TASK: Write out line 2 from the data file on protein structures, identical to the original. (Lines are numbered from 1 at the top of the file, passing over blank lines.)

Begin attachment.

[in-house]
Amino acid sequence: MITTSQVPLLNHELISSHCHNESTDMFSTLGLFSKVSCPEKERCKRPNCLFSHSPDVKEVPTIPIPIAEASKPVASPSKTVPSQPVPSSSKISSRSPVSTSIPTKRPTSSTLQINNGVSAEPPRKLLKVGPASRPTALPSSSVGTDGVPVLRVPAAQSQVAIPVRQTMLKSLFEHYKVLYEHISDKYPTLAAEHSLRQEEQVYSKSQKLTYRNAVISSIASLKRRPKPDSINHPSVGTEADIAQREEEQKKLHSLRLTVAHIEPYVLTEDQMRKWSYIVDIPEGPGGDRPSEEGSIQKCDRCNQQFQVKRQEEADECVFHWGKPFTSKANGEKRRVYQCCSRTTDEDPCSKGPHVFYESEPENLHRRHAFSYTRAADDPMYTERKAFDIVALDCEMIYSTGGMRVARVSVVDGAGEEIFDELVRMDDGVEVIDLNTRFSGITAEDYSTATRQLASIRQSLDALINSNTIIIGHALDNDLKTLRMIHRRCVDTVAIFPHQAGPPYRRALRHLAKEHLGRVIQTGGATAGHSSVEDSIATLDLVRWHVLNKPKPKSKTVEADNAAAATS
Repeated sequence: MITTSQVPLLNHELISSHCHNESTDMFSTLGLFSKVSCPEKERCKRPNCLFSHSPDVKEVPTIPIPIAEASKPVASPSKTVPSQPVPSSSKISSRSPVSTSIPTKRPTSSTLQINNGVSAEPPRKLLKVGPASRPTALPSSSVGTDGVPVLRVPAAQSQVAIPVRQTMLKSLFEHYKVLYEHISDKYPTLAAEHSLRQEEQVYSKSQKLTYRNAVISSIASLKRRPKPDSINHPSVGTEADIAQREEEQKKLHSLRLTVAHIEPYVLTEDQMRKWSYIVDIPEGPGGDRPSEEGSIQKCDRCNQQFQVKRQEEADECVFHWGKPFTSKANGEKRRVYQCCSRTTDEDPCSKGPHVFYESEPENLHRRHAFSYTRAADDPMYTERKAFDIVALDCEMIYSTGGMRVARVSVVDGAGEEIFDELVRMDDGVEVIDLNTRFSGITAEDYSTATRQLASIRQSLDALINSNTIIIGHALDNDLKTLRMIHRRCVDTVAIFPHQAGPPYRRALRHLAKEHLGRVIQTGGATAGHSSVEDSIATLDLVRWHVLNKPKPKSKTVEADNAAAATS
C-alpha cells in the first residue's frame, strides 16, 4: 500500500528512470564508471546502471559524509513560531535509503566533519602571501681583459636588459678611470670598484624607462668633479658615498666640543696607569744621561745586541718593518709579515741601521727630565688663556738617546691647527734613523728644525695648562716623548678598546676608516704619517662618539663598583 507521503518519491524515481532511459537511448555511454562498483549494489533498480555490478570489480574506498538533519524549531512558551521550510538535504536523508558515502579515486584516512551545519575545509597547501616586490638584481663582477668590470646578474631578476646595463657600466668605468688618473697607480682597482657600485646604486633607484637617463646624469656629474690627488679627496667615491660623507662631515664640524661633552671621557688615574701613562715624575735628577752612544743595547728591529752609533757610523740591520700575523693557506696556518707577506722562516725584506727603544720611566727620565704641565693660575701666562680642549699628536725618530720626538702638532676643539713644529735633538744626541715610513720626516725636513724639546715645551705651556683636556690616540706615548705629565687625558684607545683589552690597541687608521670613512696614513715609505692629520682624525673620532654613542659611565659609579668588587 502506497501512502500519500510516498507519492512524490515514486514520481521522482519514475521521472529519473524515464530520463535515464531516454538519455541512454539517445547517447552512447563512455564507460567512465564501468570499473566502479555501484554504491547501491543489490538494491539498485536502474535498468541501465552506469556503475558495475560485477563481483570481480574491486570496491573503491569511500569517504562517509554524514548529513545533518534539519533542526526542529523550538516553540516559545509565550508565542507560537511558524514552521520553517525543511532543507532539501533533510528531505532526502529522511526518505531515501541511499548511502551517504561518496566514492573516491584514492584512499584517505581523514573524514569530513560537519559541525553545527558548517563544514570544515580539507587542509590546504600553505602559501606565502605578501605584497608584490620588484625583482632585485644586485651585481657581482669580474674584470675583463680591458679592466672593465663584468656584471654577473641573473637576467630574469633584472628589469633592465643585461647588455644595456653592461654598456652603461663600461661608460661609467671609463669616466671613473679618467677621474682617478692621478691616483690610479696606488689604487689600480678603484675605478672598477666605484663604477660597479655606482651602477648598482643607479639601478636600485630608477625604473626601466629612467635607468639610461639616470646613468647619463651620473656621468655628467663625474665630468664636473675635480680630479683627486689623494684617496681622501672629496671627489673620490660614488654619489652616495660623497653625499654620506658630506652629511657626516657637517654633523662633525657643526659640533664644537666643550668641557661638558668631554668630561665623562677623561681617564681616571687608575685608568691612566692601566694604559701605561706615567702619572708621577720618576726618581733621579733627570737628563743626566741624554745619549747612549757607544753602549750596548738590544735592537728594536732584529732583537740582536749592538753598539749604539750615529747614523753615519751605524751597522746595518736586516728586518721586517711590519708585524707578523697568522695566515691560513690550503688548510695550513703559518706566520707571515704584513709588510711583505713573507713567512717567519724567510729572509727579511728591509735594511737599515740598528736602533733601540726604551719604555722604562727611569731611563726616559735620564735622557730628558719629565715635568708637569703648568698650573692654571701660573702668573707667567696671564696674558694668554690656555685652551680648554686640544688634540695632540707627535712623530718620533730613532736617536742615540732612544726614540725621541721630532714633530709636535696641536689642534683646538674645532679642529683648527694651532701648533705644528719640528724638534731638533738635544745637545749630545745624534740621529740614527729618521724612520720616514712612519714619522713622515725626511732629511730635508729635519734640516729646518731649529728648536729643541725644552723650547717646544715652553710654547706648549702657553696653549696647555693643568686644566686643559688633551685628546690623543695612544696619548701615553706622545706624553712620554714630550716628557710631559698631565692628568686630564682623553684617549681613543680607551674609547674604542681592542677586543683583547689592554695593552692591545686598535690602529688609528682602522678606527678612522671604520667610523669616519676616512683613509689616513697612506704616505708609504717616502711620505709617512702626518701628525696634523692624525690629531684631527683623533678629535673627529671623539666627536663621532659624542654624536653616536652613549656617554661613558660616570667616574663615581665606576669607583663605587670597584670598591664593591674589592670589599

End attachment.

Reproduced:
Amino acid sequence: MITTSQVPLLNHELISSHCHNESTDMFSTLGLFSKVSCPEKERCKRPNCLFSHSPDVKEVPTIPIPIAEASKPVASPSKTVPSQPVPSSSKISSRSPVSTSIPTKRPTSSTLQINNGVSAEPPRKLLKVGPASRPTALPSSSVGTDGVPVLRVPAAQSQVAIPVRQTMLKSLFEHYKVLYEHISDKYPTLAAEHSLRQEEQVYSKSQKLTYRNAVISSIASLKRRPKPDSINHPSVGTEADIAQREEEQKKLHSLRLTVAHIEPYVLTEDQMRKWSYIVDIPEGPGGDRPSEEGSIQKCDRCNQQFQVKRQEEADECVFHWGKPFTSKANGEKRRVYQCCSRTTDEDPCSKGPHVFYESEPENLHRRHAFSYTRAADDPMYTERKAFDIVALDCEMIYSTGGMRVARVSVVDGAGEEIFDELVRMDDGVEVIDLNTRFSGITAEDYSTATRQLASIRQSLDALINSNTIIIGHALDNDLKTLRMIHRRCVDTVAIFPHQAGPPYRRALRHLAKEHLGRVIQTGGATAGHSSVEDSIATLDLVRWHVLNKPKPKSKTVEADNAAAATS